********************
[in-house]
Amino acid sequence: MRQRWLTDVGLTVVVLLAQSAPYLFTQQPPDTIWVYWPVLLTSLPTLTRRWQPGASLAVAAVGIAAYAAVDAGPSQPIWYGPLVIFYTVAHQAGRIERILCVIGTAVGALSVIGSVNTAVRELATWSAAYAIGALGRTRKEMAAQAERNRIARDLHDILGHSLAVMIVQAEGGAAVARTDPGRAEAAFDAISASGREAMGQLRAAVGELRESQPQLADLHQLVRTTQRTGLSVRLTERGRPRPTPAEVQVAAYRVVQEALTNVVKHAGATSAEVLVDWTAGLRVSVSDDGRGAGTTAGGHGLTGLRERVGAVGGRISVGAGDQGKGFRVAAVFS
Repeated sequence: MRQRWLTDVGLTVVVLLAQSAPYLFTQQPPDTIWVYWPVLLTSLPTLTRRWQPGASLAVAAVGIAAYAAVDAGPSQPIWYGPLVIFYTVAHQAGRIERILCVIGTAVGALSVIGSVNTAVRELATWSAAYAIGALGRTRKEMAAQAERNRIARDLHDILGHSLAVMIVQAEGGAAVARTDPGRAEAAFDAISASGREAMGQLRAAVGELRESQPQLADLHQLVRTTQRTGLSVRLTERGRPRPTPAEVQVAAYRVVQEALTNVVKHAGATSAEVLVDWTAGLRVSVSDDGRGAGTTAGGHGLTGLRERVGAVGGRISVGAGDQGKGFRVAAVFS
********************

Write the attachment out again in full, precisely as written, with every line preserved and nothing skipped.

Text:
[in-house]
Amino acid sequence: MRQRWLTDVGLTVVVLLAQSAPYLFTQQPPDTIWVYWPVLLTSLPTLTRRWQPGASLAVAAVGIAAYAAVDAGPSQPIWYGPLVIFYTVAHQAGRIERILCVIGTAVGALSVIGSVNTAVRELATWSAAYAIGALGRTRKEMAAQAERNRIARDLHDILGHSLAVMIVQAEGGAAVARTDPGRAEAAFDAISASGREAMGQLRAAVGELRESQPQLADLHQLVRTTQRTGLSVRLTERGRPRPTPAEVQVAAYRVVQEALTNVVKHAGATSAEVLVDWTAGLRVSVSDDGRGAGTTAGGHGLTGLRERVGAVGGRISVGAGDQGKGFRVAAVFS
Repeated sequence: MRQRWLTDVGLTVVVLLAQSAPYLFTQQPPDTIWVYWPVLLTSLPTLTRRWQPGASLAVAAVGIAAYAAVDAGPSQPIWYGPLVIFYTVAHQAGRIERILCVIGTAVGALSVIGSVNTAVRELATWSAAYAIGALGRTRKEMAAQAERNRIARDLHDILGHSLAVMIVQAEGGAAVARTDPGRAEAAFDAISASGREAMGQLRAAVGELRESQPQLADLHQLVRTTQRTGLSVRLTERGRPRPTPAEVQVAAYRVVQEALTNVVKHAGATSAEVLVDWTAGLRVSVSDDGRGAGTTAGGHGLTGLRERVGAVGGRISVGAGDQGKGFRVAAVFS